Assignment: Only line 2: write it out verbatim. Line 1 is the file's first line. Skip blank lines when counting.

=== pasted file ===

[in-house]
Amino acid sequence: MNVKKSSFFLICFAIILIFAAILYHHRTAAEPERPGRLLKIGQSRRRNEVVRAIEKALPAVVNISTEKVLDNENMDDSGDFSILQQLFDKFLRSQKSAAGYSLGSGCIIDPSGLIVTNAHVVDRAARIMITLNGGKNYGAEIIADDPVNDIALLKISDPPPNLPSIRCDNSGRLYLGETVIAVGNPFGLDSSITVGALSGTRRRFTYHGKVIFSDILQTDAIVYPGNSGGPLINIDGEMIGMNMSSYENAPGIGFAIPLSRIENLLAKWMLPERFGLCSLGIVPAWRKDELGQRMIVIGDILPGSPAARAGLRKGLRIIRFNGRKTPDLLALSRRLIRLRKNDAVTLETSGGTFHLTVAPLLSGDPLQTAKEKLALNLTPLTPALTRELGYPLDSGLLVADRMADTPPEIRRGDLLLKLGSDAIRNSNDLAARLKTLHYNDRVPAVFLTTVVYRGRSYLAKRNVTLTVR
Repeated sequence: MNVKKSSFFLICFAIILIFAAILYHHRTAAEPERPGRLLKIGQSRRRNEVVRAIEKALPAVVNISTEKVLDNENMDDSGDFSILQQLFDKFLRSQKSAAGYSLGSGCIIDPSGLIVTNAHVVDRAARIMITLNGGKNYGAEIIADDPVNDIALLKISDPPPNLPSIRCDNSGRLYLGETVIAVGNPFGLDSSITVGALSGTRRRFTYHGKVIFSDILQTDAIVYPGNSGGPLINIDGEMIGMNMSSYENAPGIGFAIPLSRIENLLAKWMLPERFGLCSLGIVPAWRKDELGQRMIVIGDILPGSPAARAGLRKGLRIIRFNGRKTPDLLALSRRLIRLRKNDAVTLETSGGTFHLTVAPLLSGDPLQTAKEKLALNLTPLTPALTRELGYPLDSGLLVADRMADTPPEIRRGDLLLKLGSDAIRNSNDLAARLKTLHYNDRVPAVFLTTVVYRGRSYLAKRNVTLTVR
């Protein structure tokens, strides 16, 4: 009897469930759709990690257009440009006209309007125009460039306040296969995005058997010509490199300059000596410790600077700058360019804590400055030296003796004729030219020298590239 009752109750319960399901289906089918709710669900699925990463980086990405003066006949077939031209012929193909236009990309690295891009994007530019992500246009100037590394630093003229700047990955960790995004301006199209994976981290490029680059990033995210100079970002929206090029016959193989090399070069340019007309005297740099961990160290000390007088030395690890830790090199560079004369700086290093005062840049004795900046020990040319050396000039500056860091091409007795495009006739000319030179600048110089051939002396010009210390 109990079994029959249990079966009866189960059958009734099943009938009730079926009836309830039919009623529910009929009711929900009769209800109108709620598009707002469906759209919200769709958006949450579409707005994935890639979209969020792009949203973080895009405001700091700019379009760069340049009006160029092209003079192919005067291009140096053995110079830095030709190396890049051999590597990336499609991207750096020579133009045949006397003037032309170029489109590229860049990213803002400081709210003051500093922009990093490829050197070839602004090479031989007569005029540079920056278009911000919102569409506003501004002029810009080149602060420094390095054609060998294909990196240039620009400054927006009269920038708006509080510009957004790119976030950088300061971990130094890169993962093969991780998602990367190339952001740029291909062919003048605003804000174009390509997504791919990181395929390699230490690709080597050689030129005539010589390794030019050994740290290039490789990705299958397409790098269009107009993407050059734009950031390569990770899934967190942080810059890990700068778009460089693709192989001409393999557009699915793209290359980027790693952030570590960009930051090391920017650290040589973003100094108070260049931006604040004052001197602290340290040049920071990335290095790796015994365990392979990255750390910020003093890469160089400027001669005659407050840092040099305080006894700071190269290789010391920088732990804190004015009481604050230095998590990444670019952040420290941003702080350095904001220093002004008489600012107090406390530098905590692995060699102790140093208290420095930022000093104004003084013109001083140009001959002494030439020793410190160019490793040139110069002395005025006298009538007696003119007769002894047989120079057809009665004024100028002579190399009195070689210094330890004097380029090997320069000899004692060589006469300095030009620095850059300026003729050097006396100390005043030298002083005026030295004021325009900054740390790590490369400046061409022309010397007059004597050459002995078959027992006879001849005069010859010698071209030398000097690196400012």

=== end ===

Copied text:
Amino acid sequence: MNVKKSSFFLICFAIILIFAAILYHHRTAAEPERPGRLLKIGQSRRRNEVVRAIEKALPAVVNISTEKVLDNENMDDSGDFSILQQLFDKFLRSQKSAAGYSLGSGCIIDPSGLIVTNAHVVDRAARIMITLNGGKNYGAEIIADDPVNDIALLKISDPPPNLPSIRCDNSGRLYLGETVIAVGNPFGLDSSITVGALSGTRRRFTYHGKVIFSDILQTDAIVYPGNSGGPLINIDGEMIGMNMSSYENAPGIGFAIPLSRIENLLAKWMLPERFGLCSLGIVPAWRKDELGQRMIVIGDILPGSPAARAGLRKGLRIIRFNGRKTPDLLALSRRLIRLRKNDAVTLETSGGTFHLTVAPLLSGDPLQTAKEKLALNLTPLTPALTRELGYPLDSGLLVADRMADTPPEIRRGDLLLKLGSDAIRNSNDLAARLKTLHYNDRVPAVFLTTVVYRGRSYLAKRNVTLTVR